When Ailen Lee used the word “unicorn” in 2013 to describe startups valued at at least $ 1 billion; she had no idea that 9 years later Marta Šimić Mrzlečki, Emil Tedeschi and even FER dean Gledec would preach that as a nation (and in spite of the environment), we are successful in breeding these unattainable breeds.
The narrative goes even deeper because the media, including Netokracija, caught on to the praise, so the number of unicorns began to shine as a medal of the domestic IT scene.
Media buzz prostitution is not new in our industry, but the problem arises when naive stories overwhelm architectural astronauts – a team that fantasizes about grandiose achievements, not caring about the realization or repercussions of their ideas.
Americanizing the business climate, focusing on financial engineering and inflated valuations of startups place unrealistic expectations on founders, distort investors, and consequently divert attention from quality projects or more important topics.
I will break down these issues in this article, but we will not get stuck just on them alone. At the end, I will list a few points for the founders for whom the status of a unicorn should not be the goal, but a possible consequence.
Rivian’s recent IPO showed us that valuations don’t have to have anything to do with profit, history, or number of employees. How else to explain the estimate of 112 billion dollars of a company that has practically no income, not to mention the any profits. Rivian has shipped approximately 160 (true, impressive) electric pickup trucks so far, but on paper they are worth a hundred times more than Infobip.
By the way, you can calculate the valuation of the service business in a couple of excel cells where even Bakić would be relatively accurate – take a certain multiple (5x, 8x, 10x… depending on the negotiations) and multiply it with normalized annual earnings. Tajana Barančić described the methodology ).
On the other hand, estimating a platform or manufacturing business like Rivian is a more complicated job.
No one stutters while pitching anymore
Take a look at the Pitchbook graph of pre-money valuations in the period from 2010 to 2021. The average valuations of technology firms are growing by year, and the first backdrop is that banks and funds have more and more money in their accounts.
Macroeconomists theorize that the root of such a situation is the continuous aging of the population that invests its savings in low-risk assets (apartments, bonds, classic savings…), creating huge pools of money that spill over to riskier / higher returns. Even the twelve-year-old crypto rollercoaster has been partially pushed by this surplus fund money.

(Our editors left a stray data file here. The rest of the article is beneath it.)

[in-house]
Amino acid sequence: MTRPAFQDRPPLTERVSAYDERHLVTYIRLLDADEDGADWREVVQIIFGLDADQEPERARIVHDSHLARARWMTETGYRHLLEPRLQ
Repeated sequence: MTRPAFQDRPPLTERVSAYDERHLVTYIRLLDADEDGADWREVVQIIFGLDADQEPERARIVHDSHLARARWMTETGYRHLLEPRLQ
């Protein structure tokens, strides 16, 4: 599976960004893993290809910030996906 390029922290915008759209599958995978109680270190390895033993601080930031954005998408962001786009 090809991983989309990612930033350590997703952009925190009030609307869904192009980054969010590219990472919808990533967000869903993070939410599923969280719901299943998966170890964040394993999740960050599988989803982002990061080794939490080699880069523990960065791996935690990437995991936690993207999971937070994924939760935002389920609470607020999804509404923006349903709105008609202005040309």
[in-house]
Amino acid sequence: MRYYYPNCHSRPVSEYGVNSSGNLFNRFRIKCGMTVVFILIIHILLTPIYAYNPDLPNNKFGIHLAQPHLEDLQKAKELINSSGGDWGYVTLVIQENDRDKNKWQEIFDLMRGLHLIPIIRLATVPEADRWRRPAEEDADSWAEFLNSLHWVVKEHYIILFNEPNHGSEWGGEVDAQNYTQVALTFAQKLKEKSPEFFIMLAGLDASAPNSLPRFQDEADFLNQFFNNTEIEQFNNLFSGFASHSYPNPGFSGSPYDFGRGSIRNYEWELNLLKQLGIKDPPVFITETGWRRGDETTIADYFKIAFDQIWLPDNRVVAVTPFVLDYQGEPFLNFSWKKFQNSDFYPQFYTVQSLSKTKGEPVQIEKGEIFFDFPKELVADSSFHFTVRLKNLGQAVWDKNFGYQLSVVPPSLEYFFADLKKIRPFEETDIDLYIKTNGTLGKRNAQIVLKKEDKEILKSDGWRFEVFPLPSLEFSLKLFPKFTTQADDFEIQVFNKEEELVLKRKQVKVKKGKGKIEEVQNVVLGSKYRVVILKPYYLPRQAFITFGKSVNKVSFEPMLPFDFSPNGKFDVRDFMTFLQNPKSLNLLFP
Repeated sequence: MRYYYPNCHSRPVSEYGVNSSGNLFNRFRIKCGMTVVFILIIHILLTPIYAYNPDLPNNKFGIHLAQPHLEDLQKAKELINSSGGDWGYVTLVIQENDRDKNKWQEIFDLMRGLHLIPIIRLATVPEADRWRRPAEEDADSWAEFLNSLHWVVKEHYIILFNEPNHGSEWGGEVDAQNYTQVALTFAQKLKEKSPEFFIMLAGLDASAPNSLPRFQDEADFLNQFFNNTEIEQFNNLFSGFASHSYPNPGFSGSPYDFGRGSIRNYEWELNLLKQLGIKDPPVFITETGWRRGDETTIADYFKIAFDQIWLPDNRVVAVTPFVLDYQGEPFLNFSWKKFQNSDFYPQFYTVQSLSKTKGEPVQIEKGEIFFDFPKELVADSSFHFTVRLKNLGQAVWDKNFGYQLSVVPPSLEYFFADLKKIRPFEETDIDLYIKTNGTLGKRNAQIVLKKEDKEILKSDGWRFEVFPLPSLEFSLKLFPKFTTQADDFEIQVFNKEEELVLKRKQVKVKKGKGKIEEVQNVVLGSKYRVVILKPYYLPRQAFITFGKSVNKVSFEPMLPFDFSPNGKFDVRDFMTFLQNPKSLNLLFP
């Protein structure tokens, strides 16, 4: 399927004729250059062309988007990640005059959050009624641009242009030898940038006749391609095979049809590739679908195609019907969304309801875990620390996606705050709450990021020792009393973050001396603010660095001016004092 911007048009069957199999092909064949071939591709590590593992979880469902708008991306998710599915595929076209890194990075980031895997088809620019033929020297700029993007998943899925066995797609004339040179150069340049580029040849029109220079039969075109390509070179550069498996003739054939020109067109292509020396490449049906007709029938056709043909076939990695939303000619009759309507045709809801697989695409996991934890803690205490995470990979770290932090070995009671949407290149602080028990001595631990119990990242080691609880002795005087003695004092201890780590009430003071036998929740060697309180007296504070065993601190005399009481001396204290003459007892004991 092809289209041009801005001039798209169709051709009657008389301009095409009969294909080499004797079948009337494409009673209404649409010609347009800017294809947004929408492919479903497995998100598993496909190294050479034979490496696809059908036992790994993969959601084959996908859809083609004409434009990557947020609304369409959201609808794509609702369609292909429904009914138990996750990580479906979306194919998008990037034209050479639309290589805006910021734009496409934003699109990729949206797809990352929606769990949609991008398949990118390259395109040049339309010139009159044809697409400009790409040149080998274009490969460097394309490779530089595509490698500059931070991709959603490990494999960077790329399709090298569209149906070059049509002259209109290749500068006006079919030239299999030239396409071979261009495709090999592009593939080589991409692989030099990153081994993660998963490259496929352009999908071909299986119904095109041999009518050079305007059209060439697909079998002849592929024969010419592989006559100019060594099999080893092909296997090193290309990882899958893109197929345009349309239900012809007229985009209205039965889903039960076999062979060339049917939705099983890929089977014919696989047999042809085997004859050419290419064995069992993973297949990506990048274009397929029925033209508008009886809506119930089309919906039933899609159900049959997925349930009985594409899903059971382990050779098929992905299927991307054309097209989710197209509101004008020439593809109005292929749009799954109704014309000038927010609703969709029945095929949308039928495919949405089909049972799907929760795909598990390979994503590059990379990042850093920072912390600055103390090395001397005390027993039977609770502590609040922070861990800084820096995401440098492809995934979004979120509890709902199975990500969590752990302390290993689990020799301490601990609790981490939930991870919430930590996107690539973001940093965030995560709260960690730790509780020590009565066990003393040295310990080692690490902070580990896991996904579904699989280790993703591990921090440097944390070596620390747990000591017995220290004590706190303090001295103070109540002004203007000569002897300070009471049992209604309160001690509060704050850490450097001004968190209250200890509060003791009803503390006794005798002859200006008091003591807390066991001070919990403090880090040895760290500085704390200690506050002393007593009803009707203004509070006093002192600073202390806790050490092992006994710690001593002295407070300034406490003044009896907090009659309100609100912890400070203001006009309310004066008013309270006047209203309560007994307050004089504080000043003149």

The number of investment hunters is also thickening valuations – a recent Atomic study shows that “valuation inflation” and “check size inflation” are the result of a growing number of startups…
Essentially, a company that was valued at half a billion dollars half a decade ago could achieve twice as much valuation and for similar business metrics today – and BAM! – Here’s our new unicorn.
A feedback loop filled with promises
Here we come to a bounded reality – company valuation is just the agreement of a certain group of people; based on “tramping” between investors, analysts and promising founders.
Investors are primarily thinking about a return on investment, forcing tight rounds of financing, “fail-fast” culture, and speedy company “exits”. Such a feedback loop filled with the promises of the founders created unicorns in shorter and shorter intervals, so today among Europeans there are teams that became unicorns in just one year (dark blue line)
The number of European unicorns increased by 44% last year, and such rapid growth, speedy financing, but also the lack of in-depth verification emphasize more far-reaching problems.
- Funds that could be spent on validating (less bombastic?) longer-term projects go to “shiny pitch deck” startups and Customer Acquisition cost, which in reality overflows dollars towards the GAFA front (details later).
- Insufficiently rigorous business evaluations create oversized bombs, and WeWork or the recent Theranos-style scandal can drive away investors and put a greasy stain on an objectively small scene. Pay attention to the “Lighter due diligence” item from the top bar graph that depicts relaxed investors and hints at potential explosions.
Capital markets “sell” hope, so it is logical and healthy to support brave founders and a culture of experimentation to which “fail” is not strange. But one thing is to support risky ventures that have a chance (moonshots); and it is totally different to inflate valuation and promise the market products that are not only technologically feasible but also conceptually impossible.
And we don’t have to go beyond the state-aided Sv. Nedjelja where Rimac and the rest of the Project 3 Mobility team claim that Ursula’s taxi will run without a steering wheel as early as 2024. At the same time, Chris Urmson (ex-Google / Aurora), who has been dealing with robotic vehicles for more than a decade, explains that to achieve the fifth level of autonomy, you will need at least another 30 years of development.
The problem of fully autonomous driving is essentially the problem of creating General Artificial Intelligence (AGI), and Tesla’s Full Self Driving is a typical “over-promise under-deliver” example.
That is why I have to statistically disappoint you at the end of this section – the number of unicorns simply does not correlate with the strength of the IT industry of any of the countries listed in the last column. Additional statistical confusion is created by grouping unicorns into the same basket (airtable), not taking into account how much they actually pay taxes or what their income or expenditure structure is.
The Nature of a Bootstrapped Society
The recently deceased prof. Bičanić pointed out the lack of spillover of values between unicorns and the rest of the IT scene (Maccabi effect) and said that “no one would feel the extinction of Rimac“.
Atomic’s figures show that the professor’s thesis has certain holes (e.g. talent spillover is a proven one), but now we will just step away from the topic – “the potential of the domestic IT industry” which Ivo Bičanić provocatively challenged, is a topic for future articles.
Now that it is revealed that things are never simple, I will also describe two counter-arguments that justify the rise of unicorns, funds and technology startups.
Cockroaches, but thirsty ones